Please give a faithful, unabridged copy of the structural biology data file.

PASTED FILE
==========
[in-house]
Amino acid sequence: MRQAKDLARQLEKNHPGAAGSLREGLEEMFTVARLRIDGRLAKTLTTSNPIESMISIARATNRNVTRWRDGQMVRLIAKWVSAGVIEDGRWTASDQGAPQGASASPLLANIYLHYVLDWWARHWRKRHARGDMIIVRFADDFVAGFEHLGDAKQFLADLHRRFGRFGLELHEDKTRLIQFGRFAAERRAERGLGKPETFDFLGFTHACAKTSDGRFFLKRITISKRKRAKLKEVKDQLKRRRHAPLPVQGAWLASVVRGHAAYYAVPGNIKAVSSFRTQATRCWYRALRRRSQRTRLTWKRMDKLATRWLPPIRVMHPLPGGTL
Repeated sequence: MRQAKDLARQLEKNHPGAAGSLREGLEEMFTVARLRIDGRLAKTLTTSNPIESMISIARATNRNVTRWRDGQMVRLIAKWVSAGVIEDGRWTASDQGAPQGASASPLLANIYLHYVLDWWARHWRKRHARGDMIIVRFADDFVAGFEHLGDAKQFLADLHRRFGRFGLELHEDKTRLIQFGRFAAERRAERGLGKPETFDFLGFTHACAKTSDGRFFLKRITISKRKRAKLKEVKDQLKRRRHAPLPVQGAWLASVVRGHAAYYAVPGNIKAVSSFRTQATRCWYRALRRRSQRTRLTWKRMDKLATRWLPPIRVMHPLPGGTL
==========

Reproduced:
[in-house]
Amino acid sequence: MRQAKDLARQLEKNHPGAAGSLREGLEEMFTVARLRIDGRLAKTLTTSNPIESMISIARATNRNVTRWRDGQMVRLIAKWVSAGVIEDGRWTASDQGAPQGASASPLLANIYLHYVLDWWARHWRKRHARGDMIIVRFADDFVAGFEHLGDAKQFLADLHRRFGRFGLELHEDKTRLIQFGRFAAERRAERGLGKPETFDFLGFTHACAKTSDGRFFLKRITISKRKRAKLKEVKDQLKRRRHAPLPVQGAWLASVVRGHAAYYAVPGNIKAVSSFRTQATRCWYRALRRRSQRTRLTWKRMDKLATRWLPPIRVMHPLPGGTL
Repeated sequence: MRQAKDLARQLEKNHPGAAGSLREGLEEMFTVARLRIDGRLAKTLTTSNPIESMISIARATNRNVTRWRDGQMVRLIAKWVSAGVIEDGRWTASDQGAPQGASASPLLANIYLHYVLDWWARHWRKRHARGDMIIVRFADDFVAGFEHLGDAKQFLADLHRRFGRFGLELHEDKTRLIQFGRFAAERRAERGLGKPETFDFLGFTHACAKTSDGRFFLKRITISKRKRAKLKEVKDQLKRRRHAPLPVQGAWLASVVRGHAAYYAVPGNIKAVSSFRTQATRCWYRALRRRSQRTRLTWKRMDKLATRWLPPIRVMHPLPGGTL